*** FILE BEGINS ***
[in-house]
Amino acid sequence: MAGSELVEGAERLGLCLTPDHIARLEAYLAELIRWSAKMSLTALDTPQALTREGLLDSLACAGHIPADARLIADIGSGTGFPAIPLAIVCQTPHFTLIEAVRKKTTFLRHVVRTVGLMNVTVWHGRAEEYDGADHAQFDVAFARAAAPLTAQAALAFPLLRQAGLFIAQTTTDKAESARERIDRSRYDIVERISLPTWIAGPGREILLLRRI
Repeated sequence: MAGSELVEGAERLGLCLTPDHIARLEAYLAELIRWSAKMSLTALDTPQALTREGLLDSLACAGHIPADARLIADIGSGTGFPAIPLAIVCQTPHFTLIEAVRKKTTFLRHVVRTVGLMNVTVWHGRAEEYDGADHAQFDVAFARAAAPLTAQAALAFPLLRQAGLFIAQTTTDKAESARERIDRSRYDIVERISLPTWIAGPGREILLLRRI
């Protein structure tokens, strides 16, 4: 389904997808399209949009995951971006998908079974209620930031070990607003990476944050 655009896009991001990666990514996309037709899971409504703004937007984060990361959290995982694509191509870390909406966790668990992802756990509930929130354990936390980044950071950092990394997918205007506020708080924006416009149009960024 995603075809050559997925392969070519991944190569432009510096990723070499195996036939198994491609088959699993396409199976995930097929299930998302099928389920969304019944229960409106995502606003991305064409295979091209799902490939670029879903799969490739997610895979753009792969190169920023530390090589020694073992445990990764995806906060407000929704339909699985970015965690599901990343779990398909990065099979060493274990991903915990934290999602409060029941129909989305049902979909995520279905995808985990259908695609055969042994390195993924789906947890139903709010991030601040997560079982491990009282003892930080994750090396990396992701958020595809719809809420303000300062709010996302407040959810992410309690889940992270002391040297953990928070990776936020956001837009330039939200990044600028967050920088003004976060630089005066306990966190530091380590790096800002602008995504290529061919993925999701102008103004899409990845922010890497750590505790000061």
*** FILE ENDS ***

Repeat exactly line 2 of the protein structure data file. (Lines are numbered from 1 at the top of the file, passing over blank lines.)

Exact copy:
Amino acid sequence: MAGSELVEGAERLGLCLTPDHIARLEAYLAELIRWSAKMSLTALDTPQALTREGLLDSLACAGHIPADARLIADIGSGTGFPAIPLAIVCQTPHFTLIEAVRKKTTFLRHVVRTVGLMNVTVWHGRAEEYDGADHAQFDVAFARAAAPLTAQAALAFPLLRQAGLFIAQTTTDKAESARERIDRSRYDIVERISLPTWIAGPGREILLLRRI